While Kaspersky doesn’t expect the world to experience major digital security breaches in 2019, he predicts further attacks on infrastructure.
“We will see this more and more in the coming period,” he says, warning organisation of the difficulties they will face in protecting and updating their infrastructure over the next five years. It may even take up to 10 years, he says, to achieve adequate cybersecurity.
The solution? “More cyber protection expects and engineers,” Kaspersky says.
It is likely that the global cybersecurity market will indeed see more engineers as it is expected to grow from $152.71 billion in 2018 to a whopping $248.26bn by 2023 at an annual compound rate (CAGR) of 10.2 percent, according to a report by analysts Markets and Markets. But key concerns remain, including the protection of critical personal and financial information, the mitigation of risks and the prevention of cyberattacks.
While chief industry players in the cybersecurity sphere – including Kaspersky – are boosting efforts to solidify their market presence in the fiercely competitive industry, the chief executive refuses to blame competitors for negative campaigns against his company.
“An attack of this scale must be supported by big powers,” he says. “Even the biggest companies are not big enough to do these things. I don’t believe that our competitors launched this campaign against our company.”
The Russian has also denied allegations that Kaspersky Lab is somehow tied to the Russian government.
“We are working with many governments around the world, including the Russian government. We are working with e-crime departments and the procedures we apply are not different from one country to another”.
Ultimately, he says, the attacks are “irrelevant”. Kaspersky Lab is still all about the technology.
+140 percent increase in phishing attacks
+7.5 percent increase in malware attacks (all malicious software families)
+55 percent increase in ransomware attacks
+131 percent increase in banking trojan attacks
Cybercriminals targeting Bahrain prefer phishing and banking trojans, threats that allow quick money for the cybercriminals, without many efforts.
+200 percent increase in phishing attacks
- 1.26 percent decrease in malware attacks (all malicious software families)
+625 percent increase in ransomware attacks
+4 percent increase in banking trojan attacks
The number of ransomware attacks in Kuwait increased seven times in a year, and the emirate is a big target of such a threat.
+137 percent increase in phishing attacks
+ 20 percent increase in malware attacks (all malicious software families)
+88 percent increase in ransomware attacks
+51 percent increase in banking trojan attacks
Cybercriminals targeting Morocco prefer phishing attacks as they are simple to prepare, with low cost.
+164 percent increase in phishing attacks
+ 4 percent increase in malware attacks (all malicious software families)
+378 percent increase in ransomware attacks
- 56 percent decrease in banking trojan attacks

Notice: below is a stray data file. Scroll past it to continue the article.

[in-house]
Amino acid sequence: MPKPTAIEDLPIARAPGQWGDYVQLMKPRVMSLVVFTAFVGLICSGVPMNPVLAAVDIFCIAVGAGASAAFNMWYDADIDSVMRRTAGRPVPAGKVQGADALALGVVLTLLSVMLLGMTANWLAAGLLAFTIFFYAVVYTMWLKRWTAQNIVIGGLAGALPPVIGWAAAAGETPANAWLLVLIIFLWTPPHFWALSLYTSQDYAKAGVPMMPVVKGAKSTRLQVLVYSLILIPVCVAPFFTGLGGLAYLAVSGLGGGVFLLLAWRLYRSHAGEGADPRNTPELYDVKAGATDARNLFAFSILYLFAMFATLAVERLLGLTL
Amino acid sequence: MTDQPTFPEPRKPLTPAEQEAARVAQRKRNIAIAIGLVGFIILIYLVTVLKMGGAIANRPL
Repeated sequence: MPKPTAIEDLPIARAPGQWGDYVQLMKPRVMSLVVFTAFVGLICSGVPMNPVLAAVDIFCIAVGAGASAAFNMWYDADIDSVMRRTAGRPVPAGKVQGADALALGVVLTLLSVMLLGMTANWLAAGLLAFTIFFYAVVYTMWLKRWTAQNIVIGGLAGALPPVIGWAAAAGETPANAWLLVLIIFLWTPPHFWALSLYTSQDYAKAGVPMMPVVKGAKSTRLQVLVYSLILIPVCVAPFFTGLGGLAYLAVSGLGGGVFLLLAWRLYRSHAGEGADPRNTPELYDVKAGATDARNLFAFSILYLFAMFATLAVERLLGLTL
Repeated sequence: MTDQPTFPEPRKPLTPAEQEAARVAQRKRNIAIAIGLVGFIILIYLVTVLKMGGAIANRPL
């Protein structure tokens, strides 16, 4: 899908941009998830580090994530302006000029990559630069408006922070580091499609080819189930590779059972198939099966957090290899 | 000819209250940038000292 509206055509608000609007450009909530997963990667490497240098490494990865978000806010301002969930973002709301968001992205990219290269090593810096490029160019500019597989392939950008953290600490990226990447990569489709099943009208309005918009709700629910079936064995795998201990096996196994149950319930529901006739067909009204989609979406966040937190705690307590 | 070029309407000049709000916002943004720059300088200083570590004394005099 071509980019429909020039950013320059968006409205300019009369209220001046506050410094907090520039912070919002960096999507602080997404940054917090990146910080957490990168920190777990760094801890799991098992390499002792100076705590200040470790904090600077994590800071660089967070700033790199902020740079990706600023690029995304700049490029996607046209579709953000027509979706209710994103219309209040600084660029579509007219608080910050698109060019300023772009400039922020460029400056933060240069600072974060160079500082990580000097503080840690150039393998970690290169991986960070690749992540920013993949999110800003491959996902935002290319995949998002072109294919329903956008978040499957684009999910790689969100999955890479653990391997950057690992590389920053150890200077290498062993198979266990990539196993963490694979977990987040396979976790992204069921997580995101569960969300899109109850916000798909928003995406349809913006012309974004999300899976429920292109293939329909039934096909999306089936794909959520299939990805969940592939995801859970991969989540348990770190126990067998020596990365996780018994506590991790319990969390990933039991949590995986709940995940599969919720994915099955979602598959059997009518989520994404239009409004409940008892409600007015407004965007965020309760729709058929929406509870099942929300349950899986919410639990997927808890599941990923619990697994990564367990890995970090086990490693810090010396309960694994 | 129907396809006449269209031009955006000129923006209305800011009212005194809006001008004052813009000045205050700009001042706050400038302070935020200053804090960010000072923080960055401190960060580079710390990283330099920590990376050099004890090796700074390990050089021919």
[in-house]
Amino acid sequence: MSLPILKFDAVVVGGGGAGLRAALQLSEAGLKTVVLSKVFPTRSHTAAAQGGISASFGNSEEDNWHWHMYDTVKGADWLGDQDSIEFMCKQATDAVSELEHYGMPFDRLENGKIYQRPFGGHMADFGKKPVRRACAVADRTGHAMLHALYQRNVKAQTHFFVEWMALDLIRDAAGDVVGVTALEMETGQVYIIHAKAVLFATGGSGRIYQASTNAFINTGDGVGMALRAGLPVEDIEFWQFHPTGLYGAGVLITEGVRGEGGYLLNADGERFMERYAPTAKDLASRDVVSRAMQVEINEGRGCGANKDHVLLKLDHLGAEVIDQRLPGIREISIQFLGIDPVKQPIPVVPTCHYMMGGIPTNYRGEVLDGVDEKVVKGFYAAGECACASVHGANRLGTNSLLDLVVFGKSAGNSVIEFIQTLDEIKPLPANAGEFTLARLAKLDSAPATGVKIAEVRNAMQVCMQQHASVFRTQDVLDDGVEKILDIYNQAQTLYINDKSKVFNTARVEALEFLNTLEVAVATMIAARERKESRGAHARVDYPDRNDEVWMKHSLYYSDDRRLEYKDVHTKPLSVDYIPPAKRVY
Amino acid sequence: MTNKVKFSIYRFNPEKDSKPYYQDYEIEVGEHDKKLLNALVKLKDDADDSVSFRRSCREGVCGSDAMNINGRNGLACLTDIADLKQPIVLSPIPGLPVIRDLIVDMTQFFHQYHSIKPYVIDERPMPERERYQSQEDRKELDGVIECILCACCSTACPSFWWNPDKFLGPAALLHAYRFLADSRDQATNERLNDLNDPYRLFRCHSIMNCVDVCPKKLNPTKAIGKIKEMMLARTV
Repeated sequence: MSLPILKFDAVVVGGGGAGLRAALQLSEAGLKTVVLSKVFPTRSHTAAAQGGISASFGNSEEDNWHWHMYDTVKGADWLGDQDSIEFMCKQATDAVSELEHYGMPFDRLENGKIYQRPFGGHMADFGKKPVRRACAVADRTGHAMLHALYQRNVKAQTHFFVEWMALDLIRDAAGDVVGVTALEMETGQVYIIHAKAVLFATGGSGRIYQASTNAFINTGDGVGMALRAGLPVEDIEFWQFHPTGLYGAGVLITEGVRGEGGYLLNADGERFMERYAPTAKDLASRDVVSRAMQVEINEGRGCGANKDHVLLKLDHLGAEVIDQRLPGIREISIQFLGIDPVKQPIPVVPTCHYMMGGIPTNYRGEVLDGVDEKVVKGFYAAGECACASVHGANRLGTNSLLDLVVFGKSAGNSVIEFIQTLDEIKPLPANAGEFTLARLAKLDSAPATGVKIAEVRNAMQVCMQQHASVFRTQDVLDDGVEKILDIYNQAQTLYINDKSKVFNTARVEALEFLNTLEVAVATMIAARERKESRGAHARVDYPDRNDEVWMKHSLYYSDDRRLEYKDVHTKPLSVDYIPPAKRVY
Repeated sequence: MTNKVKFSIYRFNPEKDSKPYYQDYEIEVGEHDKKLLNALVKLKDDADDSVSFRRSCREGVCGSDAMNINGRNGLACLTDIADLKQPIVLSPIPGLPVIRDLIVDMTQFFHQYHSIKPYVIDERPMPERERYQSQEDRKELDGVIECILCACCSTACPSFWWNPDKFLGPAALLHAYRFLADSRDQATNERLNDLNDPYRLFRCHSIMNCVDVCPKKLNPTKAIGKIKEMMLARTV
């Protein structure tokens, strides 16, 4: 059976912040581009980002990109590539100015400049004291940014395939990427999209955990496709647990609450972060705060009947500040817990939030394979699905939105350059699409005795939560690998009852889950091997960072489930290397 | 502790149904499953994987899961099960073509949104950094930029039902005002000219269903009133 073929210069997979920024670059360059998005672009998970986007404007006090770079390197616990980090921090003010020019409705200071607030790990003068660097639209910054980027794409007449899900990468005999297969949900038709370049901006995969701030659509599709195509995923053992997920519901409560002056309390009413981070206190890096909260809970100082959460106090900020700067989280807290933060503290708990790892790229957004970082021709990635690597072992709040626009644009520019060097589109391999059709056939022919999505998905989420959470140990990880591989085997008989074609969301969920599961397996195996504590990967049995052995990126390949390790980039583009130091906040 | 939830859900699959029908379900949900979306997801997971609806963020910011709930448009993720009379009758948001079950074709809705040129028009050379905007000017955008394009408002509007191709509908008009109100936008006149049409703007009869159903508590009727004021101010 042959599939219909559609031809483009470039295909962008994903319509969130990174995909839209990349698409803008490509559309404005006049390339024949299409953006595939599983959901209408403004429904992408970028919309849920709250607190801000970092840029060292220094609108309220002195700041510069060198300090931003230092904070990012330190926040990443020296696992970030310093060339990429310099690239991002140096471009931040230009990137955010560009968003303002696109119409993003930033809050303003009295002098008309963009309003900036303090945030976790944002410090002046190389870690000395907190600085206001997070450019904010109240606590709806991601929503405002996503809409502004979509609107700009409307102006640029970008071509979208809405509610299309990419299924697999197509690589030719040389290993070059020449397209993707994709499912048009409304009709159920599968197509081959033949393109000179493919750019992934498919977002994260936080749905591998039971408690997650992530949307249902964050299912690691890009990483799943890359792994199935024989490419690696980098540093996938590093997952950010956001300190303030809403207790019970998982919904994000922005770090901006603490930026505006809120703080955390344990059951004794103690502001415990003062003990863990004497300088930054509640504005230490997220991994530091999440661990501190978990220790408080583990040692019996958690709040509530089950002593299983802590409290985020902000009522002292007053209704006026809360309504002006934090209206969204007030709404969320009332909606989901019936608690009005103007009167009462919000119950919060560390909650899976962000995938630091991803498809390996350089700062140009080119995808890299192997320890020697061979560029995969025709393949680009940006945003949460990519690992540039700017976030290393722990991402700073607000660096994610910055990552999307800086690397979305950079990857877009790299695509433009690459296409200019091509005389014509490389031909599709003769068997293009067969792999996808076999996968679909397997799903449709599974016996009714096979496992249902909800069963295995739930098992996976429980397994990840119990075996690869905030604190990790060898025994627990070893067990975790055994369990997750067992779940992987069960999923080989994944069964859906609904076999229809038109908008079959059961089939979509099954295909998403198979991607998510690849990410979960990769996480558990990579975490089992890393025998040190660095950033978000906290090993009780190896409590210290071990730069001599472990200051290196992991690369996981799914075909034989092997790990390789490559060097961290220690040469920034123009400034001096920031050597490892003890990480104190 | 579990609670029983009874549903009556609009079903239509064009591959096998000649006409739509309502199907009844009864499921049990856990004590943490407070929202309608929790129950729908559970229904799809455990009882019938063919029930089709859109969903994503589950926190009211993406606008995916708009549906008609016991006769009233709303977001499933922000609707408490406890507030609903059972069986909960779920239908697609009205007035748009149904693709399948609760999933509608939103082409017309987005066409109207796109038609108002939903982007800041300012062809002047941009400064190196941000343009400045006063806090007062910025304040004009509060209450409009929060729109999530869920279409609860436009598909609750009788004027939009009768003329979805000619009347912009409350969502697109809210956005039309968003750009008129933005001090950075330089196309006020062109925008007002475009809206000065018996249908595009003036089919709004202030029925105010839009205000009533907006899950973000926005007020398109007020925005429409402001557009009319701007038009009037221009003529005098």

In Saudi Arabia, the ransomware attacks increased five times in one year. Cybercriminals abandoned banking trojans which decreased 56 percent in order to adopt ransom attacks.
+65 percent increase in phishing attacks
-12 percent decrease in malware attacks (all families)
+64 percent increase in ransomware attacks
+17 percent increase in banking trojan attacks
In South Africa, ransomware attacks increased despite the total number of malware attacks decreased 12 percent. Phishing remains the most destructive cyber threat in the country.
+115 percent increase in phishing attacks
+ 10 percent increase in malware attacks (all malicious software families)
+278 percent increase in ransomware attacks in 2018
+10 percent increase in banking trojans attacks in 2018
In Turkey, ransomware remains the main threat, increasing 3.7 times in one year. Phishing is also common as the number of attacks more than doubled in one year.
+135 percent increase in phishing attacks
+ 6 percent increase in malware attacks (all malicious software families)
+12 percent increase in ransomware attacks
+112 percent increase in banking trojan attacks
The UAE ranked eighth in the top 10 most attacked countries by financial threats last year. Financial threats remain the most common breach, with phishing and trojans doubled their attacks in a year.
“Cryptocurrencies are a great idea, but the world is not ready for them yet. The world must be united if we want to have encrypted currencies. At the moment, governments will want to control them.
“I believe that in the future, perhaps in 100 years’ time, all the world’s governments will be one government. States will unite under the (Government of the Earth) and only then we will have one currency. Some other currencies may be available, but on a global scale the currency will be unified.
“I think that in the future the currencies will be digital rather than paper. Today’s digital currencies, such as Bitcoin, cannot replace the current financial system, but some of the ideas and techniques on which these currencies are based can be used in the future currency with little modification, leveraging blockchain technology.”For all the latest tech news from the UAE and Gulf countries, follow us on Twitter and Linkedin, like us on Facebook and subscribe to our YouTube page, which is updated daily.